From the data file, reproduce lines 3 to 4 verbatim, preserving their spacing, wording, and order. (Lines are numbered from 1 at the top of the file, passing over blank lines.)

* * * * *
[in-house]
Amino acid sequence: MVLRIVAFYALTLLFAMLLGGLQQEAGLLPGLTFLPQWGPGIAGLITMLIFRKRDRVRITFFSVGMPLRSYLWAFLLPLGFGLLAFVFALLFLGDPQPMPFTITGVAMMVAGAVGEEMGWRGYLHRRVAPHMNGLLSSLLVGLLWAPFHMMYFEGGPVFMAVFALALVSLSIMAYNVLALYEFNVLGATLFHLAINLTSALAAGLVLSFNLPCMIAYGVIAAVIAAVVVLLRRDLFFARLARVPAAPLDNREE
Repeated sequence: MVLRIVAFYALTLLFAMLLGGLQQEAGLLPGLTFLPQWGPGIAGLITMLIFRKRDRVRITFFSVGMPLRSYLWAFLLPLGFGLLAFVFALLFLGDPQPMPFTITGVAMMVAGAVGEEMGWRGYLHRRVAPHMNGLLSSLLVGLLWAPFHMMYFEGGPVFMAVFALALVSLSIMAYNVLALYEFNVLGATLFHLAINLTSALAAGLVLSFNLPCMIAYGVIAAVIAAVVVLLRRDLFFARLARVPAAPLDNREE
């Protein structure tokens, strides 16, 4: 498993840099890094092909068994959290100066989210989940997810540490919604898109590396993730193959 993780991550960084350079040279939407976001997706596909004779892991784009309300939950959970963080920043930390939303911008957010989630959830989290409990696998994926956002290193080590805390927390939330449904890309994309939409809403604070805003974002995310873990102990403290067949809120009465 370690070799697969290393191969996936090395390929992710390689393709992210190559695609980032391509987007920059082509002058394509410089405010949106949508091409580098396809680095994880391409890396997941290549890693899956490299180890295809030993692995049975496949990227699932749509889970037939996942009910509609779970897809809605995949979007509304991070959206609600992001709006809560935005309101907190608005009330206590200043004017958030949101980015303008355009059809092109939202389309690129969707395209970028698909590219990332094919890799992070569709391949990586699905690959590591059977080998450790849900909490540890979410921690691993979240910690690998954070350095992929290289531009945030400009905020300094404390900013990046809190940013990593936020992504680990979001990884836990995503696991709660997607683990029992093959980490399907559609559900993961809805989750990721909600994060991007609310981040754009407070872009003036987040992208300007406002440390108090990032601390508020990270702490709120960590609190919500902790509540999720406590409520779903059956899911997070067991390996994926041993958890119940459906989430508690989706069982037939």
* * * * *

Repeated sequence: MVLRIVAFYALTLLFAMLLGGLQQEAGLLPGLTFLPQWGPGIAGLITMLIFRKRDRVRITFFSVGMPLRSYLWAFLLPLGFGLLAFVFALLFLGDPQPMPFTITGVAMMVAGAVGEEMGWRGYLHRRVAPHMNGLLSSLLVGLLWAPFHMMYFEGGPVFMAVFALALVSLSIMAYNVLALYEFNVLGATLFHLAINLTSALAAGLVLSFNLPCMIAYGVIAAVIAAVVVLLRRDLFFARLARVPAAPLDNREE
């Protein structure tokens, strides 16, 4: 498993840099890094092909068994959290100066989210989940997810540490919604898109590396993730193959 993780991550960084350079040279939407976001997706596909004779892991784009309300939950959970963080920043930390939303911008957010989630959830989290409990696998994926956002290193080590805390927390939330449904890309994309939409809403604070805003974002995310873990102990403290067949809120009465 370690070799697969290393191969996936090395390929992710390689393709992210190559695609980032391509987007920059082509002058394509410089405010949106949508091409580098396809680095994880391409890396997941290549890693899956490299180890295809030993692995049975496949990227699932749509889970037939996942009910509609779970897809809605995949979007509304991070959206609600992001709006809560935005309101907190608005009330206590200043004017958030949101980015303008355009059809092109939202389309690129969707395209970028698909590219990332094919890799992070569709391949990586699905690959590591059977080998450790849900909490540890979410921690691993979240910690690998954070350095992929290289531009945030400009905020300094404390900013990046809190940013990593936020992504680990979001990884836990995503696991709660997607683990029992093959980490399907559609559900993961809805989750990721909600994060991007609310981040754009407070872009003036987040992208300007406002440390108090990032601390508020990270702490709120960590609190919500902790509540999720406590409520779903059956899911997070067991390996994926041993958890119940459906989430508690989706069982037939």